The aim of these feasts was to revive the spirit of joy and gladness in the believers’ lives and to consecrate certain days for the common worship in a holy convocation (assembly) (Exod 12:16; Lev. 23); and to remember God’s promises and actions with His people to renew the covenant with Him on both common and personal levels. The feasts were a way leading to enjoy Christ, the continuous “Feast” and the Source of eternal joy.
When the Word of God was incarnate and became man, He submitted to the Law and attended and celebrated the feasts. However, He diverted the attention from the symbol to reality, and from the outward appearances to the inner depths (John 2, 5, 6, 7, 12); to grant the joy of the feast through practicing the secret communion with God and receiving His redeeming deeds.
Almost all the days are feasts to the Coptic Church. Although she is known for bearing the cross, she is eager to have her children live, in the midst of sufferings in spiritual gladness. She is capable, by the Lord’s help, to raise them above tribulations. In other words, the Coptic Church is continuously suffering and joyful at the same time, her feasts are uninterrupted, and her hymns with a variety of melodies are unceasing.
A Church of Joy
One of the main characteristics of the Coptic Church is “joy,” even in her ascetic life. St. John Cassian described the Egyptian monks who spread from Alexandria to the southern borders of Thabied (Aswan) saying that the voice of praise came out perpetually from the monasteries and caves, as if the whole land of Egypt became a delightful paradise. He called the Egyptian monks heavenly terrestrials or terrestrial angles.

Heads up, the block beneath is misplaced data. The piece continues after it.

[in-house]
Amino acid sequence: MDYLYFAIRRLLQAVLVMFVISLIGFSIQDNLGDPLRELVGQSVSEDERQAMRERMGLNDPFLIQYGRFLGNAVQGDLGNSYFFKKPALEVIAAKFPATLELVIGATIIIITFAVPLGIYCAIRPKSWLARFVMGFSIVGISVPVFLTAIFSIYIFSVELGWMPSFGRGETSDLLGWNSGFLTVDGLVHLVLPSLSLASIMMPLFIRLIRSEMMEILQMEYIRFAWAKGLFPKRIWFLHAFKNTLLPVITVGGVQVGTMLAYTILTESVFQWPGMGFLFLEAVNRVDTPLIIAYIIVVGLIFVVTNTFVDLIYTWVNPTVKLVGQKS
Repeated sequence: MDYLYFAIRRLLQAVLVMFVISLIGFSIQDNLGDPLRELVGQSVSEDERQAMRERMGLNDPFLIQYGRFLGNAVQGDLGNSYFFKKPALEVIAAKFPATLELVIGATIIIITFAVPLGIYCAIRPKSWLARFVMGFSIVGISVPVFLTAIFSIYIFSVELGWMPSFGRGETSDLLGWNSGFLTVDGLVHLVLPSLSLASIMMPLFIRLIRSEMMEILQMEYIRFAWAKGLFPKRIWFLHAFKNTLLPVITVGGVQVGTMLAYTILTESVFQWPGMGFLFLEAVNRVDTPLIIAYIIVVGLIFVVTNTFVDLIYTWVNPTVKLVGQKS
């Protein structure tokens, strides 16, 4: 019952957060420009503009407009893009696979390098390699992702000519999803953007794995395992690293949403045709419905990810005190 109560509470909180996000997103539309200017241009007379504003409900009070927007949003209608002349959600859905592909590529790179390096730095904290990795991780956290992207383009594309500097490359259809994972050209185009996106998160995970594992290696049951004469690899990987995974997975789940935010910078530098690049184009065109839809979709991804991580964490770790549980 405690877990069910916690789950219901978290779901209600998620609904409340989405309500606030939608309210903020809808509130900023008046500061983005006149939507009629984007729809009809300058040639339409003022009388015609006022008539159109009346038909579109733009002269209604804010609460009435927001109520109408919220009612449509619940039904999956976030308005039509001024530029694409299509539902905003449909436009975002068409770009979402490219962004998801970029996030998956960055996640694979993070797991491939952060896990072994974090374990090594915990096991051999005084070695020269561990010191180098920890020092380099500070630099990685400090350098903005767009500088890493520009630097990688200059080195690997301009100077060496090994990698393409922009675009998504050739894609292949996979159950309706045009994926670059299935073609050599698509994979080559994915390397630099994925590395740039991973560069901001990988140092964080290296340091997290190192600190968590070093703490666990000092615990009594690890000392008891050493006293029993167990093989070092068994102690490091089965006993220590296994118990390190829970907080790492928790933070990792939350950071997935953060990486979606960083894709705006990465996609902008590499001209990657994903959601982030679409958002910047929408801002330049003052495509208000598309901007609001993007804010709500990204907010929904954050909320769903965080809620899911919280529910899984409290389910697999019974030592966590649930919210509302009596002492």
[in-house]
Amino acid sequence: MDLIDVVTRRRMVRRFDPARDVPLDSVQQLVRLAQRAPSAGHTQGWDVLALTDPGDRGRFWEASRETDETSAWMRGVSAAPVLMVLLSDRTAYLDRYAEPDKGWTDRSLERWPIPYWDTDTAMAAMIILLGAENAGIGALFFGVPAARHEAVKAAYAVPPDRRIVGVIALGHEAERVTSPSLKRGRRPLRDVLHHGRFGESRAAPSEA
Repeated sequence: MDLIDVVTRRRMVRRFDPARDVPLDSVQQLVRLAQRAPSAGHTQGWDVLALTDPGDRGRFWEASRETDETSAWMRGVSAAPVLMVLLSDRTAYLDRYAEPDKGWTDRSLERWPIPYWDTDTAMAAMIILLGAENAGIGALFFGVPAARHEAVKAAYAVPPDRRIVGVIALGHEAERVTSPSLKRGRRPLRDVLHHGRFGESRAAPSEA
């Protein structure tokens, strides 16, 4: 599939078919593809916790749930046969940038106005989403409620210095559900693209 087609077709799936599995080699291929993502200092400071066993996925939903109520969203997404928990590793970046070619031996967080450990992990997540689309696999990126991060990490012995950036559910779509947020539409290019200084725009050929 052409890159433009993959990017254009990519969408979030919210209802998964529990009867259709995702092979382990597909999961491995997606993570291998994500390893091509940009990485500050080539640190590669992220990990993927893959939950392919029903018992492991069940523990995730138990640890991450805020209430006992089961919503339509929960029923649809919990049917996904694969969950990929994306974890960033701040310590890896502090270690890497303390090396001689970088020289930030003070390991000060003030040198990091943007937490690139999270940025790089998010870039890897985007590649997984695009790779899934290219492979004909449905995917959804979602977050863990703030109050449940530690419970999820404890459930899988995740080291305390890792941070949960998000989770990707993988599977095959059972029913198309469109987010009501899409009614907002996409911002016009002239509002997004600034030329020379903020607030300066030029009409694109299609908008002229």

St. Jerome informs us about an abbot called Apollo who was always smiling. He attracted many to the ascetic life as a source of inward joy and heartfelt satisfaction in our Lord Jesus. He often used to say: “Why do we struggle with an unpleasant face?! Aren’t we the heirs of the eternal life?! Leave the unpleasant and the grieved faces to pagans, and weeping to the evil-doers. But it befits the righteous and the saints to be joyful and pleasant since they enjoy the spiritual gifts.”
This attitude is reflected upon church worship, her arts and all her aspects of life, so that it seems that the church life is a continuous unceasing feast. Pope Athanasius the Apostolic tells us in a paschal letter that “Christ” is our feast. Although there are perpetual feasts the believer discovers that his feast is in his innermost, i.e., in the dwelling of Christ the life-giving Lord in him.
The church relates and joins the feasts to the ascetic life. The believers practice fasting, sometimes for almost two months (Great Lent) in preparation for the feast, in order to realize that their joy is based on their communion with God and not on the matter of eating, drinking and new clothes.